D-Day: The Allies Invade Europe

In May 1944, the Western Allies were finally prepared to deliver their greatest blow of the war, the long-delayed, cross-channel invasion of northern France, code-named Overlord.

Soldiers coming ashore at Normandy on D-Day

Primary Image: Soldiers coming ashore at Normandy on D-Day. (Image: National Archives and Records Administration, 111-SC-320902.)

In May 1944, the Western Allies were finally prepared to deliver their greatest blow of the war, the long-delayed, cross-channel invasion of northern France, code-named Overlord. General Dwight D. Eisenhower was supreme commander of the operation that ultimately involved the coordinated efforts of 12 nations.

After much deliberation, it was decided that the landings would take place on the long, sloping beaches of Normandy. There, the Allies would have the element of surprise. The German high command expected the attack to come in the Pas de Calais region, north of the river Seine where the English Channel is narrowest. It was here that Adolf Hitler had put the bulk of his panzer divisions after being tipped off by Allied undercover agents posing as German sympathizers that the invasion would take place in the Pas de Calais.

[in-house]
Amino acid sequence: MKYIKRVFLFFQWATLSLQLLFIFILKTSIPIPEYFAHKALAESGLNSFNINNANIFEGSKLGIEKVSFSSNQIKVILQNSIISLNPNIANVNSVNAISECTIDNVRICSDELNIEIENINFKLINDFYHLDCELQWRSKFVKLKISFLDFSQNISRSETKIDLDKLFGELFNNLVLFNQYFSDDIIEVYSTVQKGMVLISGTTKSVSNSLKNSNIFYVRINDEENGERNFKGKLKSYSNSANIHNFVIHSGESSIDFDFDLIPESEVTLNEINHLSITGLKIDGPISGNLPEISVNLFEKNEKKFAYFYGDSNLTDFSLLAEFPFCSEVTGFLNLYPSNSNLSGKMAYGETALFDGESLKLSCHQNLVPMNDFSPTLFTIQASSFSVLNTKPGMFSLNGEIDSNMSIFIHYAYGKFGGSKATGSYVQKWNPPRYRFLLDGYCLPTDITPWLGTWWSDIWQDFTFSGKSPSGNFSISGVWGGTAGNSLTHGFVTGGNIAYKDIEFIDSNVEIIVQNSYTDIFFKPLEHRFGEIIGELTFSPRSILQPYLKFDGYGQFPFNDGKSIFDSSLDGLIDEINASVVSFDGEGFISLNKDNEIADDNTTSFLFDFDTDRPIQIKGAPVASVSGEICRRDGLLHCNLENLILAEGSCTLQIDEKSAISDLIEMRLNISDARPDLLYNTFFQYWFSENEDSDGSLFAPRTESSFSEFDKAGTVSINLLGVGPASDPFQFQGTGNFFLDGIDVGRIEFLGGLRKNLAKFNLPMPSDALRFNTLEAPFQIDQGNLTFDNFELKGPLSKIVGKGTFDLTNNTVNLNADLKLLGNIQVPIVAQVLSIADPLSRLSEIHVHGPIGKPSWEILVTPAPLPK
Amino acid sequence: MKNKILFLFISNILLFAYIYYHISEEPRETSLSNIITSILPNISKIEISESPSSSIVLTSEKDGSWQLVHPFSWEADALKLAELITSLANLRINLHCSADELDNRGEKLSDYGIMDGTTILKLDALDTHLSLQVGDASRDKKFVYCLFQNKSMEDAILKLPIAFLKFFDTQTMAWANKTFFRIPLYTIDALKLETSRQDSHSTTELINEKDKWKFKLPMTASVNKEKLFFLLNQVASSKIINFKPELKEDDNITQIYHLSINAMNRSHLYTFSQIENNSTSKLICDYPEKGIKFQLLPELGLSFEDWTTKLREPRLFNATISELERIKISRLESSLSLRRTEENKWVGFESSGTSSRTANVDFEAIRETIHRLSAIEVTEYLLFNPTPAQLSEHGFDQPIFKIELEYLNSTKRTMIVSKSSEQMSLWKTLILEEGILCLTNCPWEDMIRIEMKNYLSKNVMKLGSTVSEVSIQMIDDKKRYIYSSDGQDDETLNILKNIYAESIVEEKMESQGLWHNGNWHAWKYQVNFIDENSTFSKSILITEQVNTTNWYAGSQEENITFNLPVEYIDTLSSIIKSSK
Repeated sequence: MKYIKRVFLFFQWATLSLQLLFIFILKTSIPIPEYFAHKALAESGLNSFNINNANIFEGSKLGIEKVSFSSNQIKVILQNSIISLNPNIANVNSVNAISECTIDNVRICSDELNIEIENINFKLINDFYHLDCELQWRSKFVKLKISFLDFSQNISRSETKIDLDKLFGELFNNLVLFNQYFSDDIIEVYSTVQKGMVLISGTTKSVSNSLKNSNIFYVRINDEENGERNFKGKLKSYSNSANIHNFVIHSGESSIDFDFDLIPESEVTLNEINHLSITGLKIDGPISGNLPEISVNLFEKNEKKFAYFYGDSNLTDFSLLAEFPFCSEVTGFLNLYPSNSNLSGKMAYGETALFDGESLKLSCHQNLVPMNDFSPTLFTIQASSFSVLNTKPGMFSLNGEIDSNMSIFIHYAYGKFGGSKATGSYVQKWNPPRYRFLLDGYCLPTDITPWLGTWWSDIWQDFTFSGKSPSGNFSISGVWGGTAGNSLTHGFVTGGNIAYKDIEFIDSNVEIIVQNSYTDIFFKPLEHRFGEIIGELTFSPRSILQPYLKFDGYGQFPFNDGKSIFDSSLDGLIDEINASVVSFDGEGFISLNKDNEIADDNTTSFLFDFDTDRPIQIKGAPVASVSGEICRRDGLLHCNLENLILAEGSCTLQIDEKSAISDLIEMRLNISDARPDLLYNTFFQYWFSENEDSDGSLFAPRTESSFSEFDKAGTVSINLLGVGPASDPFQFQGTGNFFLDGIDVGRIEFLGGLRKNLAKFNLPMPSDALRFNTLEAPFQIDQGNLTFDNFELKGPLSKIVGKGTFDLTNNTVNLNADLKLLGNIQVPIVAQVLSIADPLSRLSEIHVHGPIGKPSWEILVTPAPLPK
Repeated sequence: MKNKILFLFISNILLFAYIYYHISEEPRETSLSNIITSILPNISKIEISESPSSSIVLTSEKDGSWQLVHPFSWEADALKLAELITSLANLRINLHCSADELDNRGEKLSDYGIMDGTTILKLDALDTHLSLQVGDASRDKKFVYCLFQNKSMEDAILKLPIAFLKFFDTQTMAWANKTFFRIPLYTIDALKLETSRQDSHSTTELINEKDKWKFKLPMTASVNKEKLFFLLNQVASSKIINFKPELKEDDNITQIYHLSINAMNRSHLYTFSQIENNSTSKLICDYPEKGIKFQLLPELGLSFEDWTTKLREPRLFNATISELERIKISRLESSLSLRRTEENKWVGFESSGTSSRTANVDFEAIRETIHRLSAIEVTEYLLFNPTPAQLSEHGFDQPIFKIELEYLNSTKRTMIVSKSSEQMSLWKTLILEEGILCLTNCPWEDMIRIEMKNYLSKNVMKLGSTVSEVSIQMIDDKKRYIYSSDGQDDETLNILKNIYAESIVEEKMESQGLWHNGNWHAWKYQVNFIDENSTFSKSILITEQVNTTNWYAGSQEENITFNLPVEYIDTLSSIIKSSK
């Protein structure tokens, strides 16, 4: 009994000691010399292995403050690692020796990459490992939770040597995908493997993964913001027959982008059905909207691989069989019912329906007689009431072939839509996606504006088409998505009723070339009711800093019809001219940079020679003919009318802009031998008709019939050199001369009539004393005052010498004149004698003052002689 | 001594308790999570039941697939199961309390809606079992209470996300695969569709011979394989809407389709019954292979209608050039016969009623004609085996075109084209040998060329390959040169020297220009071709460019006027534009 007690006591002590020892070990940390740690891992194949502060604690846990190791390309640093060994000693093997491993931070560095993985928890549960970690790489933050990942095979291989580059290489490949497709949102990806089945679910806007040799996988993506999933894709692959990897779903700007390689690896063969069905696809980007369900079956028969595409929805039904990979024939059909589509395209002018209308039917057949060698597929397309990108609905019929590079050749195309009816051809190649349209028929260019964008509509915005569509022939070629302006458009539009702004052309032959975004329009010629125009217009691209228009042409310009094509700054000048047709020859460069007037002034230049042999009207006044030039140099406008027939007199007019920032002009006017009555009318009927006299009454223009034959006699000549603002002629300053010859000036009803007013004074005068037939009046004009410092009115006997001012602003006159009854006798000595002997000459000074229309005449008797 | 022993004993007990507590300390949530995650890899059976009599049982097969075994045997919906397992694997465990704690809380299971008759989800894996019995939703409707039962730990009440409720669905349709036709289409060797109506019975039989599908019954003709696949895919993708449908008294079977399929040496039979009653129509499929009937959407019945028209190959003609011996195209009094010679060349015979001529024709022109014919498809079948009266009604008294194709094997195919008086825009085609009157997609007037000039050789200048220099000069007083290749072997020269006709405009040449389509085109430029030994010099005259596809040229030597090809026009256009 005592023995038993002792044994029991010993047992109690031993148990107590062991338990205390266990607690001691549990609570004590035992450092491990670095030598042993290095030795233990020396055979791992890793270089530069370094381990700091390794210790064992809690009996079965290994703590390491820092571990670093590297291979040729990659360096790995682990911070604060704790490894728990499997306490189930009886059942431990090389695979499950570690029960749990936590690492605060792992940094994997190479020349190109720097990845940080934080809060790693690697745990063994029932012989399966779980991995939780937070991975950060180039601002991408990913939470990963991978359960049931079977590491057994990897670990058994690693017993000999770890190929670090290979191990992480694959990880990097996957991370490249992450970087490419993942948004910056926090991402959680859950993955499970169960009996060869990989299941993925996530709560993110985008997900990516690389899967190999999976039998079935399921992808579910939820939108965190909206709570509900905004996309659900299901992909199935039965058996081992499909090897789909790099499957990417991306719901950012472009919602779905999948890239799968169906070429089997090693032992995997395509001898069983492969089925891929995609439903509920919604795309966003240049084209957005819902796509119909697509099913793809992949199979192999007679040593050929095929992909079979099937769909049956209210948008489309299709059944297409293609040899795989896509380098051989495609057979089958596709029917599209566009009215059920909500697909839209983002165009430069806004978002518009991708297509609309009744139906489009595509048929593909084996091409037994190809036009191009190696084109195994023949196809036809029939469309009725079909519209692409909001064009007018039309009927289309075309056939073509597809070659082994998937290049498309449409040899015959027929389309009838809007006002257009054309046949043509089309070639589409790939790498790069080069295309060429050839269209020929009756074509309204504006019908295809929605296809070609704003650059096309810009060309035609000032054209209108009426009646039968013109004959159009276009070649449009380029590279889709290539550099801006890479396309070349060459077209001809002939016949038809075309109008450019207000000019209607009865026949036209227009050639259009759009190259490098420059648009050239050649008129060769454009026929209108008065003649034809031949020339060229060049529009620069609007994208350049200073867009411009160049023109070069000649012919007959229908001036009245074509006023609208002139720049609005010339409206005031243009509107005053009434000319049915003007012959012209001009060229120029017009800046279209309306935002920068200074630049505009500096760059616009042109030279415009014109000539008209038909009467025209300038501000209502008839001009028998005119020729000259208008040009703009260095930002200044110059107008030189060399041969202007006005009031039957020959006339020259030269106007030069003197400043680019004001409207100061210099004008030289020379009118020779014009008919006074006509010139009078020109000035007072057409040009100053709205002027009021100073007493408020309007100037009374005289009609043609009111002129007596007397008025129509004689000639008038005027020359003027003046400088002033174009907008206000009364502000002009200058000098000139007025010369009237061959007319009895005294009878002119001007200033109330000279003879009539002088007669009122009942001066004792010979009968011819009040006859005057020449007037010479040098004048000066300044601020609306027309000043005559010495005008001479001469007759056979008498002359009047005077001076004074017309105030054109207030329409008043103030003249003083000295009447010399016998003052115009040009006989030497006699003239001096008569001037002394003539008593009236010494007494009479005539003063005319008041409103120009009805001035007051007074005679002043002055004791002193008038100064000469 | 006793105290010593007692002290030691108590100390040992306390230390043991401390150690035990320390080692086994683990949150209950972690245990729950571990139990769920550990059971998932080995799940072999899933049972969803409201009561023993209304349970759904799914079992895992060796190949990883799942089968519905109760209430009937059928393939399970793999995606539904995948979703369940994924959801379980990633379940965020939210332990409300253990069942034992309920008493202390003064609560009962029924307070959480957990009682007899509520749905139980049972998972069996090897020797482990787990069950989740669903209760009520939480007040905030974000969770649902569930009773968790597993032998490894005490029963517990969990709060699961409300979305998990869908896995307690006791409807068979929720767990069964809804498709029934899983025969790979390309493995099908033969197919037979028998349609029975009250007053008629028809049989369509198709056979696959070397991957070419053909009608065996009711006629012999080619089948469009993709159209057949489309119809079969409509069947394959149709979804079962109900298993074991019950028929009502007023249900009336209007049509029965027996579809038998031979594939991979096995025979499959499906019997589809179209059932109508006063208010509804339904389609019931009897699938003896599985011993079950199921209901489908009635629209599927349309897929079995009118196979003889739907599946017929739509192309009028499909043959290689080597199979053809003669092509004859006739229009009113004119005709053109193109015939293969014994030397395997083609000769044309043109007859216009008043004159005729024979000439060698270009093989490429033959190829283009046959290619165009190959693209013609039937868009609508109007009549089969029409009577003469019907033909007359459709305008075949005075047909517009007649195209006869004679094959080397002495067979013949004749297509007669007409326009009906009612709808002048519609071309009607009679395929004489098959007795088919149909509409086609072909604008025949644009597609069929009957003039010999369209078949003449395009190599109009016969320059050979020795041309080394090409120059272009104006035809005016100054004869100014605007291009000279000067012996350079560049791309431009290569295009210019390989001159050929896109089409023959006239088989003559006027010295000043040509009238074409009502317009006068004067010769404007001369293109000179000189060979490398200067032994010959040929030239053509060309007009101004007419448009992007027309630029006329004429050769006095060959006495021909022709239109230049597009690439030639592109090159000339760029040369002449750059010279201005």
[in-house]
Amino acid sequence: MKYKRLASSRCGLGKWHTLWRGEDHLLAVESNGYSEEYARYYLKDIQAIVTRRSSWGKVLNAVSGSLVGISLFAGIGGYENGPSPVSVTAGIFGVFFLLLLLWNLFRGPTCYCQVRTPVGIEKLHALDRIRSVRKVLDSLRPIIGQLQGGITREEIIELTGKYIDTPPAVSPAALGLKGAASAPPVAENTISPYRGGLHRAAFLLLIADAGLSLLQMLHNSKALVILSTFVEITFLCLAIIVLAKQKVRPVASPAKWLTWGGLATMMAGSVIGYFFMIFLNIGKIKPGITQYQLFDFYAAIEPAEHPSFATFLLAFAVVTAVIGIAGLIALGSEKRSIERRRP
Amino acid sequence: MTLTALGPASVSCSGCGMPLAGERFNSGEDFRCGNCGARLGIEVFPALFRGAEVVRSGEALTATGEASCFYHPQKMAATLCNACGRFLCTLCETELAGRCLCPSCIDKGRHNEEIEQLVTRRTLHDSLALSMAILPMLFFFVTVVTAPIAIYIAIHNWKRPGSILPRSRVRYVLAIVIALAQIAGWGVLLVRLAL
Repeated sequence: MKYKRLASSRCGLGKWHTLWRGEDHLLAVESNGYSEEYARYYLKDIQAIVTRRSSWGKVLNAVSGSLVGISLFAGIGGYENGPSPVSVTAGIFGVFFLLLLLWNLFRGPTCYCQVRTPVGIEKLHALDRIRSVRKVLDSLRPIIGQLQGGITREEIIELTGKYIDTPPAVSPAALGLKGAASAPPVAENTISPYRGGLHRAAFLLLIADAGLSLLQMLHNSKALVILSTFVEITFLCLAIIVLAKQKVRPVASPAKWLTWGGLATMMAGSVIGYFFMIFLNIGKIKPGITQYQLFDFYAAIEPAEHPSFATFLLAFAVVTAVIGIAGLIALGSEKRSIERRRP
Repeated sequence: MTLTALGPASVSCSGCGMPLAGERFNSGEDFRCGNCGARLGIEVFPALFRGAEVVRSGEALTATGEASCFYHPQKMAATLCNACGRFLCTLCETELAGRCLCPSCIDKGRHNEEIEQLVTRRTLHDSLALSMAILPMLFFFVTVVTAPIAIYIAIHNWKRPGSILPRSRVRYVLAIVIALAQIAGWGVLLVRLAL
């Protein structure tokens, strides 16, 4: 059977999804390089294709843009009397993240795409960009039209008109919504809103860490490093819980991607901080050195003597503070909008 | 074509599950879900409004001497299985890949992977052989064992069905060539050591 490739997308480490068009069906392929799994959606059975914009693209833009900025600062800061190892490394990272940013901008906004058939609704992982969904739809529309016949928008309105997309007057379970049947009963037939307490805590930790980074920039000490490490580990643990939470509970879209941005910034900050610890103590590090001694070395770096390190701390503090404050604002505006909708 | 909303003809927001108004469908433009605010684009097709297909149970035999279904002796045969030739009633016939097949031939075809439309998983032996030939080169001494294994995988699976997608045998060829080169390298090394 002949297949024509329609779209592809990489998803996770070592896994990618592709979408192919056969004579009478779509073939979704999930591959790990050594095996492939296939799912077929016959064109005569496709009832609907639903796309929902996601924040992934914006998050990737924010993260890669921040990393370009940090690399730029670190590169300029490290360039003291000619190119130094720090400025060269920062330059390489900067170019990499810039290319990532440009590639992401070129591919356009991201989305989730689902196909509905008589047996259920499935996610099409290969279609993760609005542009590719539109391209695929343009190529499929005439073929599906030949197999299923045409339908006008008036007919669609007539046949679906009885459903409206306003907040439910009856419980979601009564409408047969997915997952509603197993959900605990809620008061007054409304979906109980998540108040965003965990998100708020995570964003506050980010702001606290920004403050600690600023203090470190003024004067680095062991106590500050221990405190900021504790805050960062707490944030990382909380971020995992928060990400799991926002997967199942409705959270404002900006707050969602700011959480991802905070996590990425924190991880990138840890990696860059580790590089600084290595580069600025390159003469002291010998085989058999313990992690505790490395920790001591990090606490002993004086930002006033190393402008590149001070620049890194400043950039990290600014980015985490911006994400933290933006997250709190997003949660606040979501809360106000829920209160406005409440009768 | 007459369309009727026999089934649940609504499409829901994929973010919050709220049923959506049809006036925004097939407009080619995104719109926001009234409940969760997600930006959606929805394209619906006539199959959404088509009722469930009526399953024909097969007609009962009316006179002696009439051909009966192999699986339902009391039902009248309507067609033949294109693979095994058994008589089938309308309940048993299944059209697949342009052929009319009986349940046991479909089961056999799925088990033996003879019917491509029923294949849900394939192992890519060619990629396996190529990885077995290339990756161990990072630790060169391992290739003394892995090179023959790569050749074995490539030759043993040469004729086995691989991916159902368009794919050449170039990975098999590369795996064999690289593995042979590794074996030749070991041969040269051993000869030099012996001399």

The challenges of mounting a successful landing were daunting.

Surprise was an essential element of the Allied invasion plan. If the Germans had known where and when the Allies were coming they would have hurled them back into the sea with the 55 divisions they had in France. The invaders would have been on the offensive with a 10-to-1 manpower ratio against them.

The challenges of mounting a successful landing were daunting. The English Channel was notorious for its rough seas and unpredictable weather, and the enemy had spent months constructing the Atlantic Wall, a 2,400-mile line of obstacles. This defensive wall comprised 6.5 million mines, thousands of concrete bunkers and pillboxes containing heavy and fast-firing artillery, tens of thousands of tank ditches, and other formidable beach obstacles. And the German army would be dug in on the cliffs overlooking the American landing beaches.


General Dwight Eisenhower’s Order of the Day, delivered to Allied personnel on June 6, 1944. (Image: Eisenhower Presidential Library.)

At the Tehran Conference in August 1943, Allied leaders scheduled Overlord to take place on or about May 1, 1944. In the meantime, they prepared ceaselessly for the attack. Trucks, tanks, and tens of thousands of troops poured into England. “We were getting ready for one of the biggest adventures of our lives,” an American sergeant said. “We couldn’t wait.” Meanwhile, the American and British air forces in England conducted a tremendous bombing campaign that targeted railroad bridges and roadways in northern France to prevent the Germans from bringing in reserves to stop the invasion.